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'Game Of Thrones' Season 8's Director's Lineup Is Here & May Give Us Some Clues

While the entire nerd world is focused on events happening in a galaxy far, far away, those in Westeros are breathing a small sigh of relief that the spotlight is off them for the time being. Filming for the final six episodes of Game Of Thrones is underway, and though the show is trying to keep everything under wraps, some details have leaked out around the edges. The latest slip was a cinematographer revealing which episodes directors were assigned to. So what does Game Of Thrones Season 8's director's lineup tell us about the final six episodes?

If you missed the information coming out, don't feel bad. It was tucked away at the end of last week, in an article that was supposed to be about, of all things, the DC Extended Universe's Justice League. Collider interviewed the film's cinematographer, Fabian Wagner, who was also the director of photography during the Zach Snyder portions of the movie, and could speak to the experience of making the film in the director's stead.

But Wagner's other major project is working on Game of Thrones, where he is the cinematographer for the show's superstar director, Miguel Sapochnik. He worked with him on "Battle of the Bastards" and "The Winds of Winter" in Season 6. Asked if he's looking forward to working on Season 8 with Sapochnik, Wagner affirmed he was, before dropping which episodes the two are assigned: Episodes 3 and 5.

Warning: Rumored Spoilers & Speculation For Game of Thrones Season 8 Ahead.

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After it leaked that Sapochnik was coming back for Season 8, Game of Thrones announced the full directors line up via Entertainment Weekly. Sapochnik would be joined by veteran David Nutter, and they would split the first five episodes. Showrunners David Benioff and Dan Weiss would do the finale.

This meant one director would do two and the other would do three. With Wagner's revelation, we can therefore extrapolate that the line up for the final episodes is as follows:

  • Episode 1: David Nutter
  • Episode 2: David Nutter
  • Episode 3: Miguel Sapochnik
  • Episode 4: David Nutter
  • Episode 5: Miguel Sapochnik
  • Episode 6: David Benioff & Dan Weiss

Miguel Sapochnik is the go-to battle director. Fans had originally thought perhaps he would be doing three episodes, since we expect a lot of major clashes of armies in the final hours of the show, while Nutter would do two.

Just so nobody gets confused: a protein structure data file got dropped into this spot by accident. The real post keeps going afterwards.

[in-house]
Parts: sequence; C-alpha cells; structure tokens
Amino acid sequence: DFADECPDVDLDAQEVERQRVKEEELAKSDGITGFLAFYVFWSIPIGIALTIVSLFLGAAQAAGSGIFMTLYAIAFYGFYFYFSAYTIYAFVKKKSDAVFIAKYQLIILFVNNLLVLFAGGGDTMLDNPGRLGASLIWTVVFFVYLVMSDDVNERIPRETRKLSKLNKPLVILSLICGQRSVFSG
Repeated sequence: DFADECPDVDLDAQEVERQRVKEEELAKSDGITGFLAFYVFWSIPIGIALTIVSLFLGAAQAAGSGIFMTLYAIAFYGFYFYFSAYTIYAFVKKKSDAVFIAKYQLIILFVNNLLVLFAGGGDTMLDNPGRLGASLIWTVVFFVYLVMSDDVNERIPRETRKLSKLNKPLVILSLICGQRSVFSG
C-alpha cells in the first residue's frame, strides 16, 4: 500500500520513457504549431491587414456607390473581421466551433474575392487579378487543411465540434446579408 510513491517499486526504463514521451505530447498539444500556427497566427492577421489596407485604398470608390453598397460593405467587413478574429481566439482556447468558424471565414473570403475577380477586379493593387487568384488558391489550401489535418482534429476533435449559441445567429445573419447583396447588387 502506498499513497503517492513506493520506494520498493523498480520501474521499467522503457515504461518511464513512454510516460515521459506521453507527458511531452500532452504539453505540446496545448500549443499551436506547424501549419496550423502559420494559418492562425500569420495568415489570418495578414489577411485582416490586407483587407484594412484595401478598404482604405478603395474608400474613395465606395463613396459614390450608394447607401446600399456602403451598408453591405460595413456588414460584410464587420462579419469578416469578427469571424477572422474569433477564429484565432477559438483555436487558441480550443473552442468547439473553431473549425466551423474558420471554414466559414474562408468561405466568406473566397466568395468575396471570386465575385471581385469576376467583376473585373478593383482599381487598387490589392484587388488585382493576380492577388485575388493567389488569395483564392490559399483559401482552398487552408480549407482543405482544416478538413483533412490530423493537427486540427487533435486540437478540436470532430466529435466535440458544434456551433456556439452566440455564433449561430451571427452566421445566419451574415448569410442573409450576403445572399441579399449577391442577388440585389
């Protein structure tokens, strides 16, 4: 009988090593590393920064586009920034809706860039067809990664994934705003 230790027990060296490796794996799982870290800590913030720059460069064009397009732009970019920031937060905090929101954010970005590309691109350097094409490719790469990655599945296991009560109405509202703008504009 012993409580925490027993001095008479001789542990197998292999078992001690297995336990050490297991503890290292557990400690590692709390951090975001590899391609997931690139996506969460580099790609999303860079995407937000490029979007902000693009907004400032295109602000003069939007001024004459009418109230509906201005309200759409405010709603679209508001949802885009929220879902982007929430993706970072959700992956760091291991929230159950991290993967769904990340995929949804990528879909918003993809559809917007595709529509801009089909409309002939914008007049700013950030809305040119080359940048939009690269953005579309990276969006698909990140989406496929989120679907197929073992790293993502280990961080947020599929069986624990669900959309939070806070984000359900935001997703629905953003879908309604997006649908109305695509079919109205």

But instead it's looking like it's just two big battles, one at the midpoint, and the other just before the end of the series, with Nutter doing the rest.

Why do we assume Nutter's episodes won't have major battles? Because that's not what he's known for. In episodic television, directors are picked for their strengths. Nutter's strongest, most memorable episodes are the shock and spoiler moments of the show. In fact, he's brought to life some of the most shocking moments of the series.

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For example:

  • Season 2's "The Old Gods and the New": The Riot in King's Landing
  • Season 2's "A Man Without Honor": The Slaughter of the Council of 13
  • Season 3's "The Rains of Castamere": The Red Wedding
  • Season 3"s "Mhysa": Dany's Freeing of the Slaves
  • Season 5's "The Dance of Dragons": The Burning of Shireen
  • Season 5's "Mother's Mercy": Cersei's Walk of Shame

So, what can we deduce from this schedule?

Episodes 1, 2 and 4 will all have shocking moments, perhaps with unexpected deaths of characters, or sudden, yet inevitable betrayals. It should be noted these three episodes are longer than normal but not by too much, ranging from 62 to 68 minutes each.

Episodes 3 and 5 will be the major conflicts of the final episodes. This also lines up with the rumor that these two episodes are in the 71 to 75 minute range. The best guesses:

Episode 6, which is rumored to be currently 83 minutes or so, will be character pieces, post-fight outcomes, the ultimate fates of our characters, and the "Dream of Spring."

Game of Thrones' final season will air sometime in the year 2019 on HBO.